Tiles Pay Tribute to Community

By Beacon Staff

After five years of hosting work for the Community Spirit Monument, Kalispell artist Kay Lynn will soon be getting full use of her studio back.

Four pillars, each standing nine feet and weighing around 350 pounds, currently dominate a large portion of Lynn’s workspace. Nearly 2,000 brightly decorated tiles adorn the pillars, forming, what organizers hope, is a varied and unique representation of the community. And with some final grout work and water-proof glazing the pillars will soon be ready to make the move to their final home in Woodland Park, where the foundation and basic structure of the gazebo-like monument are already in place.

Organizers of a group called Joining Hands Against Hate began the project in 2002 as a response to divisiveness and hate rhetoric they saw in the community. But it quickly grew from a responsive action to its own individual movement.

“We felt like the community was being polarized and wanted to respond with something that we felt actually represented this area, a positive message of who we are as a community,” Lynn said. “It’s not a political statement.”

People were asked to create tiles reflecting positive ideas about the community: Their hopes, values, and the things they think make this area remarkable. Lynn opened her studio to the public on certain weekdays and weekends, and soon Flathead residents, from young children to Kalispell Mayor Pam Kennedy, started flowing in. They were handed clay and given free reign.

“Some of the most beautiful tiles came out of people who didn’t think they had artistic talent; nobody failed,” Lynn said. “Some people came in and were like ‘Oh, the kids are going to do it. I can’t do art.’ Well, I was a teacher for 20 years. I don’t listen to that type of attitude.”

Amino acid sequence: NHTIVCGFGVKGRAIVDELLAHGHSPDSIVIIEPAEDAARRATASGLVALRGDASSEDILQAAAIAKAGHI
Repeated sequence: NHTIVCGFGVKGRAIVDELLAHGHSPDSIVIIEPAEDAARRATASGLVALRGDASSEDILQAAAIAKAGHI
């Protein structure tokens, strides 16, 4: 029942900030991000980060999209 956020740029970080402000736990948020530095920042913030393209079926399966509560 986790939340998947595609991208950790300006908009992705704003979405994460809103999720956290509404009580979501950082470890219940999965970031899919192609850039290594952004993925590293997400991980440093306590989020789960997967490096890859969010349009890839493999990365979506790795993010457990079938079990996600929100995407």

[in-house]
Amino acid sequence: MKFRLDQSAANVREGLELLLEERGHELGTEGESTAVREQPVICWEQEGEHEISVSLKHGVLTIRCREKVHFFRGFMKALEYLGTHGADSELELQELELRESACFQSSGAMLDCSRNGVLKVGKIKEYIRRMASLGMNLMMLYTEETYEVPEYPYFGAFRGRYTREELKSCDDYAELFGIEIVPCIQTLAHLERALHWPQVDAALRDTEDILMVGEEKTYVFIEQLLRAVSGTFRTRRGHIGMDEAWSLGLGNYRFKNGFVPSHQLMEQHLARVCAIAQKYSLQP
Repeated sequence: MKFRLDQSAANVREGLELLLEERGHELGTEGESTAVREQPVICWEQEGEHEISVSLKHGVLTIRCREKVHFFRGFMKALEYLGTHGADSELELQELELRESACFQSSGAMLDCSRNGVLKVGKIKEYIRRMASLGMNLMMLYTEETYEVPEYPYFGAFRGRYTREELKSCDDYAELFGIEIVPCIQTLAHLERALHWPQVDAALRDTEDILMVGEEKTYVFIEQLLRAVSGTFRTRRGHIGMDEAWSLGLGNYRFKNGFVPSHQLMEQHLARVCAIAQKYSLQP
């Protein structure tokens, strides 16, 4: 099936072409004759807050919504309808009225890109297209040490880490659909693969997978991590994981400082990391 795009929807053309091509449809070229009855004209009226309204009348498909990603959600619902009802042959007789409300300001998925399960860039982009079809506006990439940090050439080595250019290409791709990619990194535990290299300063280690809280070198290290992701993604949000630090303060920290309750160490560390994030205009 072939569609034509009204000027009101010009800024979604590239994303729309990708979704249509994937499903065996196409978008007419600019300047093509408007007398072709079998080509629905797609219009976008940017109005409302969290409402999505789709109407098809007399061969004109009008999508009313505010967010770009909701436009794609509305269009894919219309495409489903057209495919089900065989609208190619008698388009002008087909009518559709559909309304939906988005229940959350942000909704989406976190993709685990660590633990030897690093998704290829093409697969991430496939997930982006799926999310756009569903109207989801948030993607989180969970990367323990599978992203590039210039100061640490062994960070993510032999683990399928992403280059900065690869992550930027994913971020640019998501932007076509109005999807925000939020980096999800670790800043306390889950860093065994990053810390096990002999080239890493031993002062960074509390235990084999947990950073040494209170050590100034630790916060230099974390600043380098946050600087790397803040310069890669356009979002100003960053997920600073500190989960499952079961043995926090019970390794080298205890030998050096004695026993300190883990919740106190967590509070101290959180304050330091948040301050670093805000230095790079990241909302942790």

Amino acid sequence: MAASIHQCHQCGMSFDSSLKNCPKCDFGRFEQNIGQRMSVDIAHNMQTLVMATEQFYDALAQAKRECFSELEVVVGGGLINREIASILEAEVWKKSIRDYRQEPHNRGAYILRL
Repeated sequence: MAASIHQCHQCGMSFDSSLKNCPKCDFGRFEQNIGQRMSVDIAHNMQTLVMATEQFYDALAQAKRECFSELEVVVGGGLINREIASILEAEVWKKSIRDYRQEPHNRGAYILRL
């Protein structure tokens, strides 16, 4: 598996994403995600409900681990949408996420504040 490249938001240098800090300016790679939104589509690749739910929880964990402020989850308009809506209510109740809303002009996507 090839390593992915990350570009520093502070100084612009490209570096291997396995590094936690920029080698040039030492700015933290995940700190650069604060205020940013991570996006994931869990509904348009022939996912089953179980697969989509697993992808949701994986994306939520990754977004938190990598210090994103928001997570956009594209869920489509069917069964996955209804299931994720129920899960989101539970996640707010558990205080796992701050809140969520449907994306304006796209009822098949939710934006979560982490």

Lynn and other volunteers also took buckets of clay to community organizations and businesses interested in making tiles. Once people finished designing their tile, volunteers fired and glazed them in Lynn’s studio to make the finished piece.

Messages and designs are wide-ranging. Some are more serious: names of deceased loved ones; messages of love, peace and tolerance; and an image of the New York City landscape with the word ‘Remember’ written below it, designed by a young boy with a Pathways group who described his time in Lynn’s studio as “the best day of his life.”

Others are fun and whimsical. One outdoor enthusiast wrote: “When hell freezes over, I’ll ski there too.” And two young kids may rethink their choices in the future when they remember Lynn’s caution that what they chose “would last for 100 years” and read their messages: “I play soccer” and “I like the wold (sic).”

Hundreds of local businesses and individuals made donations of time and labor as well as money to cover the costs of clay and building materials.

The final monument, which organizers hope to have fully erected in Woodland Park near the pond area in the next two months, will include the four tiled pillars, decorative iron work, a gazebo roof and cement and rock base. Benches, also covered with tiles, will surround the structure as part of a broader landscaping plan for the area. Organizers plan on having a dedication ceremony in the spring.

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